• Temporary cardiac irregularities
  • Formation of new bone
  • Trochanteric (where the femur and hip meet) separation

If you or a loved one has suffered any of these side effects, it’s in your best interest to consult with a bone cement lawyer at Showard Law Firm. Aseptic loosening of a hip or knee replacement caused by faulty bone cement that fails to bond correctly may require additional surgeries to repair the damage. Historically, these revision surgeries are much riskier and result in even higher rates of complication.

Bone Cement Implantation Syndrome (BCIS)

Of all possible complications from bone cement usage, BCIS is the most dangerous and tied to high mortality rates. Bone cement implantation syndrome is relatively rare, and most commonly observed in hip replacement procedures. The exact causes of the syndrome are unclear, but it is believed to occur when the cement exerts pressure on the bone, releasing marrow, fat, and PMMA into the bloodstream.

Patients who have pulmonary hypertension, poor cardiac function, and osteoporosis are at greater risk of developing BCIS shortly after the cement is applied.

BCIS results in a number of clinical features, which are life-threatening and may result in death:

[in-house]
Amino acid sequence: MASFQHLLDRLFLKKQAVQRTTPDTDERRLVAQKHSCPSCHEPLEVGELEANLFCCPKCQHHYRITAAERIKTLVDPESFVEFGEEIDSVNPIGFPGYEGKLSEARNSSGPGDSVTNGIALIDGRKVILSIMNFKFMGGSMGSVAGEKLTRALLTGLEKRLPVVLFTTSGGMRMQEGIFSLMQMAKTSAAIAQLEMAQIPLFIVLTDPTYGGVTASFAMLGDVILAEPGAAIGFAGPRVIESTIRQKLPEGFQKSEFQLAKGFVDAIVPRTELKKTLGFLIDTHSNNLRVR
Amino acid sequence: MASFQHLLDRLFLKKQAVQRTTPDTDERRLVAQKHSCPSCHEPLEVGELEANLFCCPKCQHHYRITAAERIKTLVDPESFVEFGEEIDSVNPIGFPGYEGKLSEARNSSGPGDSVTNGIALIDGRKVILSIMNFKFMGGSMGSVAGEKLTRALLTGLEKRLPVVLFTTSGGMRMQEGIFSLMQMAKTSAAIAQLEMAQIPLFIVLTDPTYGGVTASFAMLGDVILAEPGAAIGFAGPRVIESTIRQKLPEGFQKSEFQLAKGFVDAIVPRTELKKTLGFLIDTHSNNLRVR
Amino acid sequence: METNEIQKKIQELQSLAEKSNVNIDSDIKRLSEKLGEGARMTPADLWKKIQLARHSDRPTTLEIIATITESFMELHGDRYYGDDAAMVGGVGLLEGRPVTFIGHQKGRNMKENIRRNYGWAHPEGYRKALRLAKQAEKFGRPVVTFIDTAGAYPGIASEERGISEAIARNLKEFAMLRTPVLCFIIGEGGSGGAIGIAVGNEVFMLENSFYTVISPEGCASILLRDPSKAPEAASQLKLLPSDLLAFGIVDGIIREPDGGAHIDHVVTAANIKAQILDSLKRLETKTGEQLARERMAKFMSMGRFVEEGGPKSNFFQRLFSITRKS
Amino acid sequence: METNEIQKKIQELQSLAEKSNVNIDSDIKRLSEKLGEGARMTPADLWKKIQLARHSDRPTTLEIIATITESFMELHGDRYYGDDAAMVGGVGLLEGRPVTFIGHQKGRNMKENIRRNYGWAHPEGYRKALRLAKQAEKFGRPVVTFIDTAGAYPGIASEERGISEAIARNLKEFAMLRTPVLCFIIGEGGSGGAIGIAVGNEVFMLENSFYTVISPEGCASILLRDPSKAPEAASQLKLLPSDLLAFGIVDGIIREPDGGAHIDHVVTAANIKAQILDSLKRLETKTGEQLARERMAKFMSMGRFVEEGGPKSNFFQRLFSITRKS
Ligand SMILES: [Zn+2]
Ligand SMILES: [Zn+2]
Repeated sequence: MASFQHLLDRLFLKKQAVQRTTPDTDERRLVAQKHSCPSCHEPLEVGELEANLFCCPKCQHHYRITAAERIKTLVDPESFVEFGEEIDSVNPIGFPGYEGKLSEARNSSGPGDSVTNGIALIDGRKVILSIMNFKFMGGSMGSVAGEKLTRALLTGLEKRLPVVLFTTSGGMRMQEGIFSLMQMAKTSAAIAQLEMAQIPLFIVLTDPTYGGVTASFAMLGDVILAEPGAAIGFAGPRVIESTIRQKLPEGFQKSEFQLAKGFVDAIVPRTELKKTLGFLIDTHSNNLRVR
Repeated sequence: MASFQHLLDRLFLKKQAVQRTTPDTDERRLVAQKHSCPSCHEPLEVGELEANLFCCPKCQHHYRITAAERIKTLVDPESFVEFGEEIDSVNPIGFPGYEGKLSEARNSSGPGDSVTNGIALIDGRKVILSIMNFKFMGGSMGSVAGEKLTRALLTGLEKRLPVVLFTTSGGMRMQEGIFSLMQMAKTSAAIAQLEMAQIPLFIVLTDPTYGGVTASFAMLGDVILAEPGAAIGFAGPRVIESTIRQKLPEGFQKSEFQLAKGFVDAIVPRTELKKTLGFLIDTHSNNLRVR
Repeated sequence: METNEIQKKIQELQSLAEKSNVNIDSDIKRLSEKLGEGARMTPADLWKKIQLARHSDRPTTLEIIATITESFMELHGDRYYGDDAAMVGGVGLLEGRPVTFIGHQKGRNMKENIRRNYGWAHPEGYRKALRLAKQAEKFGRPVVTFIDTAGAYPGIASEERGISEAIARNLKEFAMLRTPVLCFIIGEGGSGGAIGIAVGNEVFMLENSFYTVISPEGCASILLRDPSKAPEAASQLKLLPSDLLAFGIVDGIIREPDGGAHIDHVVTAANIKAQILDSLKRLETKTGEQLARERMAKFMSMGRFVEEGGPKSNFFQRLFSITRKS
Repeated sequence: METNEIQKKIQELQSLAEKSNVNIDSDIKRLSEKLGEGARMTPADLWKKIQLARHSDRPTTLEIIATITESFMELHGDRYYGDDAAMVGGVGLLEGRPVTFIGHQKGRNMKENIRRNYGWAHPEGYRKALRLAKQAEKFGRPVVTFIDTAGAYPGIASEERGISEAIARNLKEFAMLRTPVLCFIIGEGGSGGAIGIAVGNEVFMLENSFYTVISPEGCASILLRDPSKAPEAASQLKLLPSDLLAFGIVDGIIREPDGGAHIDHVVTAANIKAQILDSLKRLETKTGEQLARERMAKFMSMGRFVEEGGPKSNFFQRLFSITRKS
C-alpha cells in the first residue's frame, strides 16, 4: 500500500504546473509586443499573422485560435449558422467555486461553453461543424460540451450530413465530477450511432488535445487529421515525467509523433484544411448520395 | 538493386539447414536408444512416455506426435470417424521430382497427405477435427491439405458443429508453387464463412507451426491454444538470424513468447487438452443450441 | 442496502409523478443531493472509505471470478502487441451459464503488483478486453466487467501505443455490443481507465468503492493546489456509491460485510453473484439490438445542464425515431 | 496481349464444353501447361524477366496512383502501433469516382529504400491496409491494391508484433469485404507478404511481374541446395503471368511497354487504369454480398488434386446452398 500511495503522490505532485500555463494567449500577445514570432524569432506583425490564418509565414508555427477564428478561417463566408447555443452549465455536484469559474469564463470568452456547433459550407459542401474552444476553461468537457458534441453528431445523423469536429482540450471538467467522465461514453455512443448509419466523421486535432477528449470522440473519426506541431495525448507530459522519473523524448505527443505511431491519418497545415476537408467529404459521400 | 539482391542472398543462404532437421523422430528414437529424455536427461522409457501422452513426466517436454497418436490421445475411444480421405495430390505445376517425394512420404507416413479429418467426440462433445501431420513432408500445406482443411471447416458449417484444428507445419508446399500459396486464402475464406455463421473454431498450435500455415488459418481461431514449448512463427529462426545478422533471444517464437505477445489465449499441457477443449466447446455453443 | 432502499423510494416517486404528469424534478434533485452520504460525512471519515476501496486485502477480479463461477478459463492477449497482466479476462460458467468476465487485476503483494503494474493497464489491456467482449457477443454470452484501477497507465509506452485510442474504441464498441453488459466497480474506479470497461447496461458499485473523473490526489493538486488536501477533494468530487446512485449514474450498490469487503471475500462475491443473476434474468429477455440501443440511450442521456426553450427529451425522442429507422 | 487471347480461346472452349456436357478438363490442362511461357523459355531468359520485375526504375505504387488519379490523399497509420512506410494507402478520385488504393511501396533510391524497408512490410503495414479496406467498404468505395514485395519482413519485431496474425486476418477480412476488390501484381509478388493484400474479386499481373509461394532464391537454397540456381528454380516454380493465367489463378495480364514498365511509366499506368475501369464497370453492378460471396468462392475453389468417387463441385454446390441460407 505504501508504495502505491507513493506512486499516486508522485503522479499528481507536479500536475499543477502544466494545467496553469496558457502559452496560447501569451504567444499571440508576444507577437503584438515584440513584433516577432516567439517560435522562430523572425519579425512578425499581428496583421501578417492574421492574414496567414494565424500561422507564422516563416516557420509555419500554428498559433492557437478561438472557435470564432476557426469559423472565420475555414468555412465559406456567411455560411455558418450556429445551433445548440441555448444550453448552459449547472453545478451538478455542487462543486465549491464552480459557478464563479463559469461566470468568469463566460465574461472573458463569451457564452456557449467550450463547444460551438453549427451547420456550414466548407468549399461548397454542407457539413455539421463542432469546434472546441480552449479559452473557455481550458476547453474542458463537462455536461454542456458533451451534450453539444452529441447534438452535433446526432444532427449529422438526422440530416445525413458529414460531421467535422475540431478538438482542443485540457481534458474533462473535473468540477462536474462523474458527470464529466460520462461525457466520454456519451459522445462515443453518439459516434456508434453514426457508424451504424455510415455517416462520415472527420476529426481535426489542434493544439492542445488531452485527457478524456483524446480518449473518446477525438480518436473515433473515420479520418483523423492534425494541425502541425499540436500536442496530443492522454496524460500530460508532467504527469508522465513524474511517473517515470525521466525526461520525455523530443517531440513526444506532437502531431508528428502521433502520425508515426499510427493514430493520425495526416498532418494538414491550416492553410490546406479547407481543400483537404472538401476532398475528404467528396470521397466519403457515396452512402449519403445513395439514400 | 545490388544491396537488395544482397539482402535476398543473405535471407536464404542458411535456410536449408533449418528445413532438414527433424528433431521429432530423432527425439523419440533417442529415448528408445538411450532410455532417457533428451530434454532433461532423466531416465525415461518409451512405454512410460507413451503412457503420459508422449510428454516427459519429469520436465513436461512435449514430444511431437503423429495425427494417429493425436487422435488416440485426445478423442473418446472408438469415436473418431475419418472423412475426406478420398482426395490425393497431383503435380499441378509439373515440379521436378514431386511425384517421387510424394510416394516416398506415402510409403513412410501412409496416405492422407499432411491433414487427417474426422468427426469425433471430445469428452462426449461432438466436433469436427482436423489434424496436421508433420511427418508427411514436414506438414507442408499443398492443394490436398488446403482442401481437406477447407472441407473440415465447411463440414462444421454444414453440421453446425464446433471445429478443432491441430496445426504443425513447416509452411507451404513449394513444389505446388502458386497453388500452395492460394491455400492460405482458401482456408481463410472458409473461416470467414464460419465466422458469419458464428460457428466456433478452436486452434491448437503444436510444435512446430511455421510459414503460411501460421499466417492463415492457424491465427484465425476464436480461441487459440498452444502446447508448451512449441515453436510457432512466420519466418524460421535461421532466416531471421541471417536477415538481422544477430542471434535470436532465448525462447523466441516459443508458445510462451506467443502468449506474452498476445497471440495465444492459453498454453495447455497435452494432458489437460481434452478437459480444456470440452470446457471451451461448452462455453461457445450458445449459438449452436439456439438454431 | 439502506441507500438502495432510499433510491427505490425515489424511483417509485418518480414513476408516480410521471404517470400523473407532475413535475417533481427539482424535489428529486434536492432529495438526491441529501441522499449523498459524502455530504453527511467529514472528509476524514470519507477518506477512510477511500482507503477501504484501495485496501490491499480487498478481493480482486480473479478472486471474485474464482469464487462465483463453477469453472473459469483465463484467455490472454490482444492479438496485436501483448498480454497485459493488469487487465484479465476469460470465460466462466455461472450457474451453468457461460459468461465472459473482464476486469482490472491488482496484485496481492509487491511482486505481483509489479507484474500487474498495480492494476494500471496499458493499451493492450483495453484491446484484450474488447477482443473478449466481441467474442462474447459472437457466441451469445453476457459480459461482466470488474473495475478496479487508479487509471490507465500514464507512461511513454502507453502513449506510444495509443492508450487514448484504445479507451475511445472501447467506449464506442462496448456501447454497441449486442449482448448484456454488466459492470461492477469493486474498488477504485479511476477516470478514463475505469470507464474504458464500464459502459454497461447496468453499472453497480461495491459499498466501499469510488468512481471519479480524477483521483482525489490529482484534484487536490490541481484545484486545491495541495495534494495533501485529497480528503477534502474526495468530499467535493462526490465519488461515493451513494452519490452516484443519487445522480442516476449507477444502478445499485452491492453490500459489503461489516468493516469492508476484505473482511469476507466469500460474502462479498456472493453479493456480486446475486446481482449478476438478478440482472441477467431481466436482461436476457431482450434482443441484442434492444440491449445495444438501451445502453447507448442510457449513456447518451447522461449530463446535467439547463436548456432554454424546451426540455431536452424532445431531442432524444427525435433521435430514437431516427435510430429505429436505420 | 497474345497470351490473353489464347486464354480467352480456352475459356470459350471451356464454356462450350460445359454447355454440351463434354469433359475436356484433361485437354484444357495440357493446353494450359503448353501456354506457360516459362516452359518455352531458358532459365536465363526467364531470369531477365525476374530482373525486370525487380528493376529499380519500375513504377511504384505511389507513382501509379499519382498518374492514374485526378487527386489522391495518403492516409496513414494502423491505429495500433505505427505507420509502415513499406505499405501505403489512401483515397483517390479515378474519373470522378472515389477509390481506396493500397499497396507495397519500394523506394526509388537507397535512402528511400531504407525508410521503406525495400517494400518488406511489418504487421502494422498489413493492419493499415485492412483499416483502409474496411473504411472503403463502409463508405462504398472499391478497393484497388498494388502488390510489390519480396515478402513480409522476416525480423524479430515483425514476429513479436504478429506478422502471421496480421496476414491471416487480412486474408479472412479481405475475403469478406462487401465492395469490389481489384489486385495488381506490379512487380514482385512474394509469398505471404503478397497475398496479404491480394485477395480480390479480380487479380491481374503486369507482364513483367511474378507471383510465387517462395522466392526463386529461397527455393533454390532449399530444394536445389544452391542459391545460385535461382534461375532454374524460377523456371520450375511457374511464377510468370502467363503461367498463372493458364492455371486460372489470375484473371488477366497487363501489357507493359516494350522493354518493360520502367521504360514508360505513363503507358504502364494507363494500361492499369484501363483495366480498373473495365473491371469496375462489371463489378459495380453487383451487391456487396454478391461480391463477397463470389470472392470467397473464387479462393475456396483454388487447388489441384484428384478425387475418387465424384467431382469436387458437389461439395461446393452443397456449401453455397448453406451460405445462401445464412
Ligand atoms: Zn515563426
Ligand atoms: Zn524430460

• Blood clots
  • Hypotension
  • Hypoxia
  • Loss of consciousness
  • Cardiac arrhythmias
  • Fat and/or marrow emboli
  • Cardiac arrest

A 2014 study on bone cement implantation syndrome published in the British Medical Journal found 62 reports that describe severe harm or death associated with the use of bone cement in hip hemiarthroplasty. Nearly 80 percent of the patients died while on the operating table.

Consequences of Bone Cement Complications

When bone cement fails, causes aseptic loosening, or leads to BCIS, the ramifications can be devastating to patients and their families. Persistent pain, loss of mobility and independence, and the prospect of a high-risk revision surgery are not something that victims should bear alone. Complications from bone cement can put tremendous financial strains on the patient and their loved ones, causing more medical bills, emotional anguish, and a loss of enjoyment of life.